Anatomy of a Review

Some events get me angry. Some get me frustrated. There are rarely ones that get me both and more. At that point, I put my emotions down in writing and slander one and all concerned with nary a fuck given to such things as “consequences” and related stuff.

Today was our final internal review. My love for writing a lot would now make you realise that I am going to give a background, a prologue and may be an index page before I start off. Don’t ask me why I do that. To give a good analogy, it is akin to revving up a modern superbike so that you have a flying start when you release the brake.

When I say review, I implicitly refer to a review of my project work. Since more than half the Indian population is studying engineering, there is never any need to be explicit about exactly what kind of a review I am attending. Every review is *meant* to measure how much you have progressed in your project. What it becomes is a playground for the review panel to simply fuck around with you, laugh it off with each other and then say in that oh-so-silent-whisper-that-can-clearly-be-heard-across-the-whole-fucking-classroom that the group presenting their project has not done anything novel and that we’re somehow trying to “cheat” them. But more details on that later. Also, here is a meme I created for the occasion of us getting screwed:


No review goes as planned. You create a powerpoint file and instruct your project mates on what to do and who should read from which slide. Once you go inside the review hall, however, the panel is standing there just waiting to tear you up. There are many pictures online that illustrate my point but IMO, these are the best.

images                    firing-squad-picture

Obviously, the crocodiles and the shooting squad are compared to the panel.

Contrary to how generic the title of the post is, I am just going to discuss the reviews I have been a participant in victim of.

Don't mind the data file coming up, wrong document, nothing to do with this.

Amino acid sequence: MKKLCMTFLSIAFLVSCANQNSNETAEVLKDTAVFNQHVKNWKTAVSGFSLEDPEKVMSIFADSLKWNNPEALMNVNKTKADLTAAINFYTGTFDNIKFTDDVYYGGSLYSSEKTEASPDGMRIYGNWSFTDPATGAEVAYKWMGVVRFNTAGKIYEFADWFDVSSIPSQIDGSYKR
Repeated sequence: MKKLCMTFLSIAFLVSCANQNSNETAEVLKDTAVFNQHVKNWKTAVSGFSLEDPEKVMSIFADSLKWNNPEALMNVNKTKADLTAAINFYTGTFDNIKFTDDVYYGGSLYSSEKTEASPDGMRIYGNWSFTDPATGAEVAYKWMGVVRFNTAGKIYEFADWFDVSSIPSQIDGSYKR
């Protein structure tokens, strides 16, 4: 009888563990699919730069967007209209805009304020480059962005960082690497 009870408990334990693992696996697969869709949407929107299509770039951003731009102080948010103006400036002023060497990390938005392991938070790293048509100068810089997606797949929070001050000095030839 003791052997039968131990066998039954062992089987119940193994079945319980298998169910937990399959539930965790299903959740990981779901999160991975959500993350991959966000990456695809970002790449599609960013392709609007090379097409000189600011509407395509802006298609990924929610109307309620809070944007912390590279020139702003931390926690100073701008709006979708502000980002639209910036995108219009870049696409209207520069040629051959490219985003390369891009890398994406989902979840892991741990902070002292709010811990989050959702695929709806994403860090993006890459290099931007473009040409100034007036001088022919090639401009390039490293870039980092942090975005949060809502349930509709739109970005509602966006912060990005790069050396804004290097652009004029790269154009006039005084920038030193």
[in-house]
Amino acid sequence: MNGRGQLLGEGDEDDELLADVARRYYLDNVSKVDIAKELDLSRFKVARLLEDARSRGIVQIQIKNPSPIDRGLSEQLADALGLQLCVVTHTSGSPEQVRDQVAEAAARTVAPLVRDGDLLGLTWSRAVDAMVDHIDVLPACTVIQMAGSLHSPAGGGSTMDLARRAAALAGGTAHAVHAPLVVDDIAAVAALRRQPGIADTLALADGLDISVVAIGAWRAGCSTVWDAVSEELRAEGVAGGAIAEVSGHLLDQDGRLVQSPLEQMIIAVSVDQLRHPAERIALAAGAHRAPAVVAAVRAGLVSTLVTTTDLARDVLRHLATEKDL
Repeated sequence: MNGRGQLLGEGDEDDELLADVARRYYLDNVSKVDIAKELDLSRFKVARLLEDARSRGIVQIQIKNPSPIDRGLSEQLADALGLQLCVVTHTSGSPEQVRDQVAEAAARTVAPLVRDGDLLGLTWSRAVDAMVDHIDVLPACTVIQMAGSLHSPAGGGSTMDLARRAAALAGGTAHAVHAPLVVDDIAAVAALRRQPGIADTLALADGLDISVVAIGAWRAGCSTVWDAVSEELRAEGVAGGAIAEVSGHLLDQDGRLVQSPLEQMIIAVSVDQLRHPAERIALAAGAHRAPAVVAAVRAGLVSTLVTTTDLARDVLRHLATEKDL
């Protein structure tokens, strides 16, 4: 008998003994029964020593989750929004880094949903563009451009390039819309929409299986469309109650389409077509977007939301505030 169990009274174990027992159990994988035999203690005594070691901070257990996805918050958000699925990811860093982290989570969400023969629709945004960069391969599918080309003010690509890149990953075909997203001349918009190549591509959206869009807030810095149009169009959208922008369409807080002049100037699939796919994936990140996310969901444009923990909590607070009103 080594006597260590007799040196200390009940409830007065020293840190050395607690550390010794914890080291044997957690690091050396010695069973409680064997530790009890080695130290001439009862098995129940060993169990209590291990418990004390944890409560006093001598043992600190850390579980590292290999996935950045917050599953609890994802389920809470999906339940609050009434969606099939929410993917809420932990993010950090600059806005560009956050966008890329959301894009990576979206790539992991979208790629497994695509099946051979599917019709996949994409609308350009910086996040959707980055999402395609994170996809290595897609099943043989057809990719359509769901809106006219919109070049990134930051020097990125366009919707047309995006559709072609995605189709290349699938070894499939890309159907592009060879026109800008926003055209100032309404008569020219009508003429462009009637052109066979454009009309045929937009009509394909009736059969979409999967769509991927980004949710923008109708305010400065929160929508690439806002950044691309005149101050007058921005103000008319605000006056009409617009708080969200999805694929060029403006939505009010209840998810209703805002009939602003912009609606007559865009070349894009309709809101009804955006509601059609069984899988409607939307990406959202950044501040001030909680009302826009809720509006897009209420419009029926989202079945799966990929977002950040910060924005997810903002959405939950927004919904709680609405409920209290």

In any internal review, judging the panel is easy. You know most of the faculty and have a fair idea of who wants to screw you, who wants to screw with you, who is bored sitting there and can’t wait to get out and who is genuinely interested in what you have done. The problem is, none of this matters one whit in the greater picture.

I shall now broadly outline each generic member of the review panel. Or at least the types I have come across.

The One who is Bored:

He has no idea why he is in the panel. He is hardly interested in judging you and would just as soon get out of the place but has no choice. The best way to deal with this member is to concentrate on him only if you don’t know the subject at all. Best comparison? This guy:


If you genuinely know much about your project, there is no use concentrating on him since he will neither understand what you’re saying nor support you when the other jurors panel members pick on you.

The One who wants to screw with you:

This guy is the easiest to find out. He will ask you irrelevant questions in an accusing manner and more often than not, he is going to mark you well even though you answer like an idiot. He enjoys what he is doing and will sometimes give you nuggets of wisdom on how you can make improvements. Obviously, you must keep him on your side, listen to what he says and nod like he has a point (which he mostly does). An analogous meme would be this one:


The One who Nitpicks:

This is the most useless member of the panel. He has no significant contribution to make to your review so, to save face, he will nitpick on the most inconsequential stuff. For instance, spelling mistakes, grammar mistakes, not wearing the ID card, alignment problems in your report … and so on and so forth. I couldn’t find the perfect nitpicking meme but my friend suggested this and I guess it works.